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Australia won’t buy nuclear submarines from US, UK: Australian Ambassador to the US Arthur Sinodinos




Australian ambassador to the US Arthur Sinodinos has ruled out buying nuclear submarines from the US or UK. 

He suggested the vast bulk of the new fleet promised under the AUKUS security pact would be built in South Australia. 

“This is not about cannibalising American and British submarine fleets or taking the next one that comes off the assembly line or anything like that,” he said, speaking as part of an online panel at the Hudson Institute on Tuesday.

“This is about developing a capability, which augments what is available to allies and partners in the region.”

Sinodinos said the government hoped to sort out the details of construction in sooner than 18 months. 

“We‘re hoping to do it as quickly as possible and not have to use the full 18 months,” he said, referencing the 18 month period in the deal. 

“We‘ve got people coming into the embassy, help with this work here in Washington, the White House, the Pentagon is staffing up as well.”

“The UK is doing the same thing.”

“So watch this space.”

Twelve new submarines were being constructed in Adelaide by French shipbuilder Naval Group, but that project is now likely to be scrapped (Commonwealth of Australia: Navy Imagery Unit)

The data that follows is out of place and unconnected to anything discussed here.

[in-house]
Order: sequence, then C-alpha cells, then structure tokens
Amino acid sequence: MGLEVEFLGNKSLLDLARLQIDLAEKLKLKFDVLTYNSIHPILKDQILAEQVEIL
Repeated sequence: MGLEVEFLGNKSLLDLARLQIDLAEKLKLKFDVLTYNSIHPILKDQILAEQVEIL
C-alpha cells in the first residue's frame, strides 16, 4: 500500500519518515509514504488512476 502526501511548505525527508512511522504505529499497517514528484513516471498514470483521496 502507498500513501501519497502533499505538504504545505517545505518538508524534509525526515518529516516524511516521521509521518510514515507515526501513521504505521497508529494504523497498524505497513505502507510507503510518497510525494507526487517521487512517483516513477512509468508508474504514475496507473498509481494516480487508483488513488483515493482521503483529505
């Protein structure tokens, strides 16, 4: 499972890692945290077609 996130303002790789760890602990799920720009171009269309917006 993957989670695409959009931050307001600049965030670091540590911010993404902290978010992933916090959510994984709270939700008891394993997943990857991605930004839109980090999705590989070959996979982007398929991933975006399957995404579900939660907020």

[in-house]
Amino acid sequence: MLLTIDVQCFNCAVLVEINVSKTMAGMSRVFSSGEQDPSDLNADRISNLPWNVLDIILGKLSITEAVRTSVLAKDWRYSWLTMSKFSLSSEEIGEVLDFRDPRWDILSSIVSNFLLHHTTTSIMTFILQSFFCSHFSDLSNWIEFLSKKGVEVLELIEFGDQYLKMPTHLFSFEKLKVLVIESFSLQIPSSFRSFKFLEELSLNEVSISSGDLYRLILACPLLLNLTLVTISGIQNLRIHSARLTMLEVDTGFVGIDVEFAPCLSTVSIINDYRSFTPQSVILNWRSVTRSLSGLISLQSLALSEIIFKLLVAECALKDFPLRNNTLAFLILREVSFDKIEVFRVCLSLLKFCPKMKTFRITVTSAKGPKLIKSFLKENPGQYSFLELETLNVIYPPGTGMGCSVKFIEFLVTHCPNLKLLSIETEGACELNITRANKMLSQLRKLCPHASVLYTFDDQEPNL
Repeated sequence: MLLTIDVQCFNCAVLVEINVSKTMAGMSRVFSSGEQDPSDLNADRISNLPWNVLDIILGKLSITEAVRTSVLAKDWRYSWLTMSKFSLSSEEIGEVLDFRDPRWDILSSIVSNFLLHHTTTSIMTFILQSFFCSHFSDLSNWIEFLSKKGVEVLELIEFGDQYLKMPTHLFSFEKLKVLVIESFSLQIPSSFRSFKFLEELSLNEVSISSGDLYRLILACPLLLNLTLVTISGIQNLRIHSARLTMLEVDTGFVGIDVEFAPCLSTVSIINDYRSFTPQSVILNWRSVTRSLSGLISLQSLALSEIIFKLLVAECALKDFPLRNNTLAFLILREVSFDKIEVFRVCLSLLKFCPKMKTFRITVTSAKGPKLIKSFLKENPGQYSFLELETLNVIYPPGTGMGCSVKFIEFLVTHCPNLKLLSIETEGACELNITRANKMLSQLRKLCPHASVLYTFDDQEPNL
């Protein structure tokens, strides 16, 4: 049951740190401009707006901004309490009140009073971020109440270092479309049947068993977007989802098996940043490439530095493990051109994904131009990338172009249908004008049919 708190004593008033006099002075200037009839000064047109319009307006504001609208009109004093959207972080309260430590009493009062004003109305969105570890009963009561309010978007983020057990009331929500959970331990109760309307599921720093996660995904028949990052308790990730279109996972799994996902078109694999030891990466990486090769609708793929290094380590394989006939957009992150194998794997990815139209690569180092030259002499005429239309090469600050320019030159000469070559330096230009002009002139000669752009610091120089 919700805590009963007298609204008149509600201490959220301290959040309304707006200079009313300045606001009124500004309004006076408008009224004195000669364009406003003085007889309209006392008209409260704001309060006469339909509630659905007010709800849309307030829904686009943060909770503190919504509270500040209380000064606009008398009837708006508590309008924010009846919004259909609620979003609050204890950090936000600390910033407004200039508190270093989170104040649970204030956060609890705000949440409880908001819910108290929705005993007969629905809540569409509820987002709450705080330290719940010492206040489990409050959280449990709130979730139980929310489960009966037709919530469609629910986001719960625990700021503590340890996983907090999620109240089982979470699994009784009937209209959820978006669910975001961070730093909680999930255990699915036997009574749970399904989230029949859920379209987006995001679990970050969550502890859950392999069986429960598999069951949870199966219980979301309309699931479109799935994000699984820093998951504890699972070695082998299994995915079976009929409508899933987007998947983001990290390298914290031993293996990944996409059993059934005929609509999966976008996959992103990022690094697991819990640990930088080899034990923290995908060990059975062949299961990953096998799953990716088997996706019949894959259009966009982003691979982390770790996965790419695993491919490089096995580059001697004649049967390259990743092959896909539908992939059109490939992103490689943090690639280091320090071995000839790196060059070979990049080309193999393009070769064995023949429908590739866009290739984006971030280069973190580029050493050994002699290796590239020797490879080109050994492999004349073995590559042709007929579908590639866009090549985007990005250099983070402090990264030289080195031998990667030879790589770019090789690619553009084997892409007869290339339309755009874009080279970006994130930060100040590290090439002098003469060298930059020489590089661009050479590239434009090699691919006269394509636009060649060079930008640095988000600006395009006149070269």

Submarine workers in South Australia will be reassured and the capability of the Australian submarine industry and workforce will be under the microscope.

The Ambassador said the submarines would enable Australia to “project power”, but shouldn’t be seen as a threat to China.

“We want to move on. We‘re happy to have a dialogue, a dialogue without preconditions. And we want to just normalise relations again. This is not about us seeking to regime change or anything like that,” Sinodinos said.

Tensions between the two countries have deteriorated in recent years. We’re currently in the middle of a trade dispute with Beijing. 

“We want to be able to … project our power further up rather than taking an approach that all our defence has to be a defence of the mainland,” Mr Sinodinos said, pointing out defence spending was increasing towards 2.5 per cent of GDP.

“We‘re doing that because we want to be more proactive in shaping the environment in our region … the challenge for us in the region today is not to sit back and be the passive recipient of whatever may be happening, but seeking to shape events.”

Source: The Australian

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